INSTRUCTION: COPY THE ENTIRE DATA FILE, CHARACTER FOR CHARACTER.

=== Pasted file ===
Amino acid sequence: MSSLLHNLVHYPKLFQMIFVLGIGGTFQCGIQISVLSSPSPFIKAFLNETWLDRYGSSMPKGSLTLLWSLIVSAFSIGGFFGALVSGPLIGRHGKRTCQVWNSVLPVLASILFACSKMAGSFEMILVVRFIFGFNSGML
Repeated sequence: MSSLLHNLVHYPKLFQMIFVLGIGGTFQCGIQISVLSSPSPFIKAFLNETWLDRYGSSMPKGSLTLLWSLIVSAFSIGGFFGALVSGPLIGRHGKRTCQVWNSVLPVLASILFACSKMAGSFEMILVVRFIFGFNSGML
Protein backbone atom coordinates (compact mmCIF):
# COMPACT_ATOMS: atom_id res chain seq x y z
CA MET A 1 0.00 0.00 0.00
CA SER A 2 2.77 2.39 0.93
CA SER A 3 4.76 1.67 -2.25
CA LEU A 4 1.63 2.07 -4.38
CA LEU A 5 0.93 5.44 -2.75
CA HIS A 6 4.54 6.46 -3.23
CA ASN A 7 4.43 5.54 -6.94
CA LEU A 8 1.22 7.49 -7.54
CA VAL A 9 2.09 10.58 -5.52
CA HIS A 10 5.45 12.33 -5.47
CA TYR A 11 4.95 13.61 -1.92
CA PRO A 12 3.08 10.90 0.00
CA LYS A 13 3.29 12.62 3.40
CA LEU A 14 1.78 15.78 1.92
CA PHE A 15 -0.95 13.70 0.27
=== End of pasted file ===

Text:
Amino acid sequence: MSSLLHNLVHYPKLFQMIFVLGIGGTFQCGIQISVLSSPSPFIKAFLNETWLDRYGSSMPKGSLTLLWSLIVSAFSIGGFFGALVSGPLIGRHGKRTCQVWNSVLPVLASILFACSKMAGSFEMILVVRFIFGFNSGML
Repeated sequence: MSSLLHNLVHYPKLFQMIFVLGIGGTFQCGIQISVLSSPSPFIKAFLNETWLDRYGSSMPKGSLTLLWSLIVSAFSIGGFFGALVSGPLIGRHGKRTCQVWNSVLPVLASILFACSKMAGSFEMILVVRFIFGFNSGML
Protein backbone atom coordinates (compact mmCIF):
# COMPACT_ATOMS: atom_id res chain seq x y z
CA MET A 1 0.00 0.00 0.00
CA SER A 2 2.77 2.39 0.93
CA SER A 3 4.76 1.67 -2.25
CA LEU A 4 1.63 2.07 -4.38
CA LEU A 5 0.93 5.44 -2.75
CA HIS A 6 4.54 6.46 -3.23
CA ASN A 7 4.43 5.54 -6.94
CA LEU A 8 1.22 7.49 -7.54
CA VAL A 9 2.09 10.58 -5.52
CA HIS A 10 5.45 12.33 -5.47
CA TYR A 11 4.95 13.61 -1.92
CA PRO A 12 3.08 10.90 0.00
CA LYS A 13 3.29 12.62 3.40
CA LEU A 14 1.78 15.78 1.92
CA PHE A 15 -0.95 13.70 0.27